There are others here for whom John’s Turtle Bay apartment served as an oasis while running errands in the City. And at twilight, a haven where talented, amusing and gentle people gathered to entertain one another. We might hope, too, that in this large and airy church there may be room for the spirits of John’s many life-long friends who have passed on before.
So, let us now remember John Parr Miller — not in the garb in which he left us — but as he was when we were all much younger.
Not all of you know that his start in life was unpromising and often painful. His adored mother died when he was fourteen — and six years later his father followed her. Also, John was embarrassed by his own height, which never topped five-foot-five. A victim of school yard bullies, he was sure — well into his adult life — that his physical stature would mark him for failure.
Although John had an inquiring mind, it was generally out of synch with school curricula, and I’m not certain that he ever earned a high school diploma. This fact will come as a surprise to those who remember the hundreds and hundreds of volumes he amassed, his sizable music library and the boundless range of his intellect.
As we all know, John’s handicaps — whatever they were –melted before his passion for art and the merciless eye with which he judged his own work.
So, in the company of his new family — that is to say, my widowed mother and my two-year-old self — he headed out to Hollywood, during the depths of the Great Depression. My mother shoved this retiring young man out the door with the portfolio he had assembled in art school and told him to find work. And he did. With Walt Disney’s budding studio, only four years after the birth of Mickey Mouse.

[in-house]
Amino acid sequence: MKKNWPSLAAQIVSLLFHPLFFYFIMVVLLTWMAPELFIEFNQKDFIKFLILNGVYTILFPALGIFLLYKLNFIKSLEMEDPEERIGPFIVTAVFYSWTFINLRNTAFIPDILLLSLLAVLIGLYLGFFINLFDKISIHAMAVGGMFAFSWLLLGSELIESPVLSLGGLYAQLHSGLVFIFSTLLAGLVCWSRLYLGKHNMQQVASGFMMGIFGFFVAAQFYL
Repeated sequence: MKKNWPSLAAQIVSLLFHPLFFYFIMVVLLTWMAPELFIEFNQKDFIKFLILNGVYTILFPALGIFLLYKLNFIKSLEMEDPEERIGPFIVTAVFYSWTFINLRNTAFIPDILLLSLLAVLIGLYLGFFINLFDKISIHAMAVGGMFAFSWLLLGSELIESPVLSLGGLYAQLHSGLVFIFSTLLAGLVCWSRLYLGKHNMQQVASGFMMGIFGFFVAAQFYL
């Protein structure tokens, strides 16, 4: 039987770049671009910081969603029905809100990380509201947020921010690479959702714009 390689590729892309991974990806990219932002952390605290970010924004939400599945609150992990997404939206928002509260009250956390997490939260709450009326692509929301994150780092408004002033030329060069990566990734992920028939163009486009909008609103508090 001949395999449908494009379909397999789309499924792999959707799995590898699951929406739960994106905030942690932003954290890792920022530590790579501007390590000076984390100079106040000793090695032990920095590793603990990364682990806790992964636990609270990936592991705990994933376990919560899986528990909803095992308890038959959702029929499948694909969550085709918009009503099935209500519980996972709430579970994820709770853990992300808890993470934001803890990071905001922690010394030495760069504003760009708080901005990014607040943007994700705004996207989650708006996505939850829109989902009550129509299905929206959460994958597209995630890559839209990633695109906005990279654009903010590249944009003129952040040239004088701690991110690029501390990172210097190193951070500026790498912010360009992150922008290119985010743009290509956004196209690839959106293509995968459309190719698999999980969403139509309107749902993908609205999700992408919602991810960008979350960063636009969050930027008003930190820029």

John was assigned a place among the rows and rows of drawing boards occupied by those at the bottom of the food chain — the in-betweeners. The reason there had never been a full length cartoon feature until Snow White was that producing even the usual five-minute short entailed enormous toil. Film races through a movie projector at 24 frames per second, and every one of those frames must be painted. If an animator were to draw a figure with a raised arm and then again with the arm lowered, the in-betweener (John) filled in all the intervening positions. So, John, who in his school days had been looked after by a butler, a cook and a maid, now found himself on the assembly line in what was known by all as the “black hole.”
Fortunately, the magnitude of his talent was quickly recognized, and he soon escaped that drudgery, climbing successive rungs until at age 24 he was tapped as one of the three founding members of the elite Character Model Department. Its purpose was to bring Snow White to completion and conceptualize the string of features that would follow. That meant designing the characters and providing other Disney artists with a vivid sense of the mood and atmosphere of each movie’s settings. To quote one film historian…
A member must have a knowledge of the architecture of all periods and nationalities. He must be able to visualize and make interesting a tenement or a prison. He must be a cartoonist, a costumer, a marine painter, a designer of ships, an interior decorator, a landscape painter, a dramatist, an inventor and an acoustical expert.”
Disney couldn’t have found a better man than John. He contributed in this fashion to every feature from the historic SNOW WHITE to PINOCCHIO, FANTASIA, DUMBO, THE RELUCTANT DRAGON and SALUDOS AMIGOS. Disney was famously reluctant to credit work to others. And likewise, John hated to acknowledge anything he ever did for Disney.